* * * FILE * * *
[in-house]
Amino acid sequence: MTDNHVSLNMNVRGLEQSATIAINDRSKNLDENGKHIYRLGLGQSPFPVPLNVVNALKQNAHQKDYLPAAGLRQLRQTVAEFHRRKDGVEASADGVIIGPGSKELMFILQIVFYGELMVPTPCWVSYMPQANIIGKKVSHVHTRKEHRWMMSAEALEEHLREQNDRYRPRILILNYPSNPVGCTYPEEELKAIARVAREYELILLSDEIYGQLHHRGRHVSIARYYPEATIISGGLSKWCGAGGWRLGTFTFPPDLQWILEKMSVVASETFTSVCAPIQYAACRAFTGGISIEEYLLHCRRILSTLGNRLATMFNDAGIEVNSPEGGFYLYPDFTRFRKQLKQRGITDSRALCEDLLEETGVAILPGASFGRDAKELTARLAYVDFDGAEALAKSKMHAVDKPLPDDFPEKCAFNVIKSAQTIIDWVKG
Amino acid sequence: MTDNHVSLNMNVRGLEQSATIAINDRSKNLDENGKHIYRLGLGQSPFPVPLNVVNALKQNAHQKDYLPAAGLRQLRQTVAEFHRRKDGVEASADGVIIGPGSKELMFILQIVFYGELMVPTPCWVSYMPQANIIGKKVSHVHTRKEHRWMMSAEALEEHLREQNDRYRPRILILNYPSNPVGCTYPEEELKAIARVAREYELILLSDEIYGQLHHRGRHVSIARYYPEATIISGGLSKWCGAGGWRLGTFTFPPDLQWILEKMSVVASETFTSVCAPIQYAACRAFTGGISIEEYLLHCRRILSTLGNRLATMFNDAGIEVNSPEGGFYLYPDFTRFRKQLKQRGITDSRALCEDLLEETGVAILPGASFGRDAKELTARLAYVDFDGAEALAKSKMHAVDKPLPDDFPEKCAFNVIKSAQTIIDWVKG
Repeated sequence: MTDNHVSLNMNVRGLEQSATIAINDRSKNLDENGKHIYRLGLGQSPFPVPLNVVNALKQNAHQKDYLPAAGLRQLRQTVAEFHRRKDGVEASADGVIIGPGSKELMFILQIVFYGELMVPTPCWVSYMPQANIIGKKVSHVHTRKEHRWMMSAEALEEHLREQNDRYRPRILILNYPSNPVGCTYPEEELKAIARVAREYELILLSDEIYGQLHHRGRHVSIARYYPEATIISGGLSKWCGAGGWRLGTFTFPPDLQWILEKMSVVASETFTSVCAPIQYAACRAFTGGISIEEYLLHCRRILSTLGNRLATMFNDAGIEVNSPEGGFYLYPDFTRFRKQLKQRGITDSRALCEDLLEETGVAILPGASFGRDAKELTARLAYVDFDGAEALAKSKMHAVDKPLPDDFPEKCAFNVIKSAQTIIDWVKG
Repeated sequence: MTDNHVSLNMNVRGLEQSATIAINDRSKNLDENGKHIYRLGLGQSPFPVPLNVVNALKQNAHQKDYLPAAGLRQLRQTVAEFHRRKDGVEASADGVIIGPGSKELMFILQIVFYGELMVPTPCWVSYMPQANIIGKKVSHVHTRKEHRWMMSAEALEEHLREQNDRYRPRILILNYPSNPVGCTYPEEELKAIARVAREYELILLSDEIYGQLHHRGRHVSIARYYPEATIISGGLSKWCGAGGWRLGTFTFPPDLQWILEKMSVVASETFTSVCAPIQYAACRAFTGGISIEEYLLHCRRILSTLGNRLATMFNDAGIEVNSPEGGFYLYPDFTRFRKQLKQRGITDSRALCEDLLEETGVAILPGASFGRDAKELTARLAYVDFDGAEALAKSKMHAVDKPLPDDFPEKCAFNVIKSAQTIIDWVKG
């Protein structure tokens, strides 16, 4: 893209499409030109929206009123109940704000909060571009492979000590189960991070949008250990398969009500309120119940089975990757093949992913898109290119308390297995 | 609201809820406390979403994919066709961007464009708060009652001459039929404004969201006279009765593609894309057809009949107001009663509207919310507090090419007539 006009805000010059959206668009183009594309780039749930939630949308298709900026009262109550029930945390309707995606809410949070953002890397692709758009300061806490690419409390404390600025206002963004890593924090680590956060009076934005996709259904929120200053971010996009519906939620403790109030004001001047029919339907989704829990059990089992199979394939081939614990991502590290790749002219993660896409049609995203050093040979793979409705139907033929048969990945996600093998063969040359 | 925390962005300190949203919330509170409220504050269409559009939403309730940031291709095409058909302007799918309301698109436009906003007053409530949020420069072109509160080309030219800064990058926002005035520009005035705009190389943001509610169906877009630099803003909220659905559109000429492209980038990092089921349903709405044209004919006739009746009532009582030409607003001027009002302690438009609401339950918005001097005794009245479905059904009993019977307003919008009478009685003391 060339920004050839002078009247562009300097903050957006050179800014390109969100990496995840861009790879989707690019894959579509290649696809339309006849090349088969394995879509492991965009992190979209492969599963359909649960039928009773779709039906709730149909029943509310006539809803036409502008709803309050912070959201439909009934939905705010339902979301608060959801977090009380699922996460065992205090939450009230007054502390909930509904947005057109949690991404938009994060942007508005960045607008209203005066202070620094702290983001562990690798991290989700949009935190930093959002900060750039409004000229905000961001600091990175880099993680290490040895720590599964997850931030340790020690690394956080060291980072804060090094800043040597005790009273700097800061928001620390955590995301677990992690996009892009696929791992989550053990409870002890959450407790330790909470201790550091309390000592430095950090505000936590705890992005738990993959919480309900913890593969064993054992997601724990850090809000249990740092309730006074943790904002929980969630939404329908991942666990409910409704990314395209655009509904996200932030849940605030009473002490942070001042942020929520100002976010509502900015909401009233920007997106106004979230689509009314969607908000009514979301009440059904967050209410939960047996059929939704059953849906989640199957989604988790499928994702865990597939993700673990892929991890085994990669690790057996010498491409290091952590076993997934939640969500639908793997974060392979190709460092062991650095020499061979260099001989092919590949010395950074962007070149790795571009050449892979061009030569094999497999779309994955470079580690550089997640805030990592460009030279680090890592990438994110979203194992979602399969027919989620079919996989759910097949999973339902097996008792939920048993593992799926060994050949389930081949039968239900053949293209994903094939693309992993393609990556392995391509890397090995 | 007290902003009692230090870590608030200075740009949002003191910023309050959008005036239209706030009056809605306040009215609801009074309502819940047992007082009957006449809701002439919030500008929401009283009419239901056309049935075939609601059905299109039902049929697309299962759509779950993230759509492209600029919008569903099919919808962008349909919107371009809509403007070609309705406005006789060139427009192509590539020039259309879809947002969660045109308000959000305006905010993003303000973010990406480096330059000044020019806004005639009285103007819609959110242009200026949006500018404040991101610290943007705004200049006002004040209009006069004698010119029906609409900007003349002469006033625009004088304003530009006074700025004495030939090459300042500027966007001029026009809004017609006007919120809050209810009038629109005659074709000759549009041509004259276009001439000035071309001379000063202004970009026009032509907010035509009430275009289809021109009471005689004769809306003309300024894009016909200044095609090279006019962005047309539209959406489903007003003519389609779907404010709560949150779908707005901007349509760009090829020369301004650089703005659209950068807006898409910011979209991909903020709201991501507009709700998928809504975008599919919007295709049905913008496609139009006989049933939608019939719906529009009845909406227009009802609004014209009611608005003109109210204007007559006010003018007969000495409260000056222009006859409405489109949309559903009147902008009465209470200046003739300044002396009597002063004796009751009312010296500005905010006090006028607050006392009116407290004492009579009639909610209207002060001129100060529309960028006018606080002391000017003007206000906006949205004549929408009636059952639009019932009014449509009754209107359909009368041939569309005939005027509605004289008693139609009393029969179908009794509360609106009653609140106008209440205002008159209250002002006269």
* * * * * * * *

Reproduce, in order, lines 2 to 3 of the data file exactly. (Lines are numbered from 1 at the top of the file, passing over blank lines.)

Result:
Amino acid sequence: MTDNHVSLNMNVRGLEQSATIAINDRSKNLDENGKHIYRLGLGQSPFPVPLNVVNALKQNAHQKDYLPAAGLRQLRQTVAEFHRRKDGVEASADGVIIGPGSKELMFILQIVFYGELMVPTPCWVSYMPQANIIGKKVSHVHTRKEHRWMMSAEALEEHLREQNDRYRPRILILNYPSNPVGCTYPEEELKAIARVAREYELILLSDEIYGQLHHRGRHVSIARYYPEATIISGGLSKWCGAGGWRLGTFTFPPDLQWILEKMSVVASETFTSVCAPIQYAACRAFTGGISIEEYLLHCRRILSTLGNRLATMFNDAGIEVNSPEGGFYLYPDFTRFRKQLKQRGITDSRALCEDLLEETGVAILPGASFGRDAKELTARLAYVDFDGAEALAKSKMHAVDKPLPDDFPEKCAFNVIKSAQTIIDWVKG
Amino acid sequence: MTDNHVSLNMNVRGLEQSATIAINDRSKNLDENGKHIYRLGLGQSPFPVPLNVVNALKQNAHQKDYLPAAGLRQLRQTVAEFHRRKDGVEASADGVIIGPGSKELMFILQIVFYGELMVPTPCWVSYMPQANIIGKKVSHVHTRKEHRWMMSAEALEEHLREQNDRYRPRILILNYPSNPVGCTYPEEELKAIARVAREYELILLSDEIYGQLHHRGRHVSIARYYPEATIISGGLSKWCGAGGWRLGTFTFPPDLQWILEKMSVVASETFTSVCAPIQYAACRAFTGGISIEEYLLHCRRILSTLGNRLATMFNDAGIEVNSPEGGFYLYPDFTRFRKQLKQRGITDSRALCEDLLEETGVAILPGASFGRDAKELTARLAYVDFDGAEALAKSKMHAVDKPLPDDFPEKCAFNVIKSAQTIIDWVKG